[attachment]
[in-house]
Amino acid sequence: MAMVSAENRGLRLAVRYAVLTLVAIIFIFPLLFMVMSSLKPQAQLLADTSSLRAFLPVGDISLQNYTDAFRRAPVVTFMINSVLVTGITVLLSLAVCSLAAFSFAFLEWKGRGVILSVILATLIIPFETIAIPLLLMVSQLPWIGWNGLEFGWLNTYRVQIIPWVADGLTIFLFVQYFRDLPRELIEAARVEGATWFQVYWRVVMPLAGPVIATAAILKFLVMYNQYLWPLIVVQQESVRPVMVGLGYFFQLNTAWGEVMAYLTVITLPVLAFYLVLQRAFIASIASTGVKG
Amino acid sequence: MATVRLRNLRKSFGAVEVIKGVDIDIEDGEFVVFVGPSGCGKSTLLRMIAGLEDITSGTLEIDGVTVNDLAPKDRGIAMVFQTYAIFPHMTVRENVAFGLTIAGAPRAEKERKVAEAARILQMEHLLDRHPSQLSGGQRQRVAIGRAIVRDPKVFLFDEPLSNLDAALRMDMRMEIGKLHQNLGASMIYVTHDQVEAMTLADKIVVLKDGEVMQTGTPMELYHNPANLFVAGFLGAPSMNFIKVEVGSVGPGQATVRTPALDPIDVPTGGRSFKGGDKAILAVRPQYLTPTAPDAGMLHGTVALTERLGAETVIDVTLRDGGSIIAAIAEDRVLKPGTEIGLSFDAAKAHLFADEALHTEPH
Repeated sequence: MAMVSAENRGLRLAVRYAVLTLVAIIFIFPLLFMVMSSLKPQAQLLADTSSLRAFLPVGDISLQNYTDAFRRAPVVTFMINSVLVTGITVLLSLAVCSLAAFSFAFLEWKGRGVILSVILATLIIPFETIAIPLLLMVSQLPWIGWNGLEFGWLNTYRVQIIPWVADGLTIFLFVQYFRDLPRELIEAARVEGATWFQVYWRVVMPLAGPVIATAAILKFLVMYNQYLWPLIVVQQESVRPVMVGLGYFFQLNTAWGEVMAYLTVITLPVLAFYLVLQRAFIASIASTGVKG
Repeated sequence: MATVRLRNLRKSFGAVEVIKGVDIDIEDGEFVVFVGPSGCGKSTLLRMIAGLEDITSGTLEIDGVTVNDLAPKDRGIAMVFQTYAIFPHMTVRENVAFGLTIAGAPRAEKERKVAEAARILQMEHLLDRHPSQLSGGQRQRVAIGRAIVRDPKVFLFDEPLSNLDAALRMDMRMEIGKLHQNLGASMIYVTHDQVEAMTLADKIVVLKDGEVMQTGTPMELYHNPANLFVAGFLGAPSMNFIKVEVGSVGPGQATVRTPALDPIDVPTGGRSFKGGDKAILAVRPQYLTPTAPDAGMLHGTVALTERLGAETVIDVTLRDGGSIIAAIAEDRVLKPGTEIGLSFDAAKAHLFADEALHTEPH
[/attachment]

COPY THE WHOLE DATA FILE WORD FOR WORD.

[in-house]
Amino acid sequence: MAMVSAENRGLRLAVRYAVLTLVAIIFIFPLLFMVMSSLKPQAQLLADTSSLRAFLPVGDISLQNYTDAFRRAPVVTFMINSVLVTGITVLLSLAVCSLAAFSFAFLEWKGRGVILSVILATLIIPFETIAIPLLLMVSQLPWIGWNGLEFGWLNTYRVQIIPWVADGLTIFLFVQYFRDLPRELIEAARVEGATWFQVYWRVVMPLAGPVIATAAILKFLVMYNQYLWPLIVVQQESVRPVMVGLGYFFQLNTAWGEVMAYLTVITLPVLAFYLVLQRAFIASIASTGVKG
Amino acid sequence: MATVRLRNLRKSFGAVEVIKGVDIDIEDGEFVVFVGPSGCGKSTLLRMIAGLEDITSGTLEIDGVTVNDLAPKDRGIAMVFQTYAIFPHMTVRENVAFGLTIAGAPRAEKERKVAEAARILQMEHLLDRHPSQLSGGQRQRVAIGRAIVRDPKVFLFDEPLSNLDAALRMDMRMEIGKLHQNLGASMIYVTHDQVEAMTLADKIVVLKDGEVMQTGTPMELYHNPANLFVAGFLGAPSMNFIKVEVGSVGPGQATVRTPALDPIDVPTGGRSFKGGDKAILAVRPQYLTPTAPDAGMLHGTVALTERLGAETVIDVTLRDGGSIIAAIAEDRVLKPGTEIGLSFDAAKAHLFADEALHTEPH
Repeated sequence: MAMVSAENRGLRLAVRYAVLTLVAIIFIFPLLFMVMSSLKPQAQLLADTSSLRAFLPVGDISLQNYTDAFRRAPVVTFMINSVLVTGITVLLSLAVCSLAAFSFAFLEWKGRGVILSVILATLIIPFETIAIPLLLMVSQLPWIGWNGLEFGWLNTYRVQIIPWVADGLTIFLFVQYFRDLPRELIEAARVEGATWFQVYWRVVMPLAGPVIATAAILKFLVMYNQYLWPLIVVQQESVRPVMVGLGYFFQLNTAWGEVMAYLTVITLPVLAFYLVLQRAFIASIASTGVKG
Repeated sequence: MATVRLRNLRKSFGAVEVIKGVDIDIEDGEFVVFVGPSGCGKSTLLRMIAGLEDITSGTLEIDGVTVNDLAPKDRGIAMVFQTYAIFPHMTVRENVAFGLTIAGAPRAEKERKVAEAARILQMEHLLDRHPSQLSGGQRQRVAIGRAIVRDPKVFLFDEPLSNLDAALRMDMRMEIGKLHQNLGASMIYVTHDQVEAMTLADKIVVLKDGEVMQTGTPMELYHNPANLFVAGFLGAPSMNFIKVEVGSVGPGQATVRTPALDPIDVPTGGRSFKGGDKAILAVRPQYLTPTAPDAGMLHGTVALTERLGAETVIDVTLRDGGSIIAAIAEDRVLKPGTEIGLSFDAAKAHLFADEALHTEPH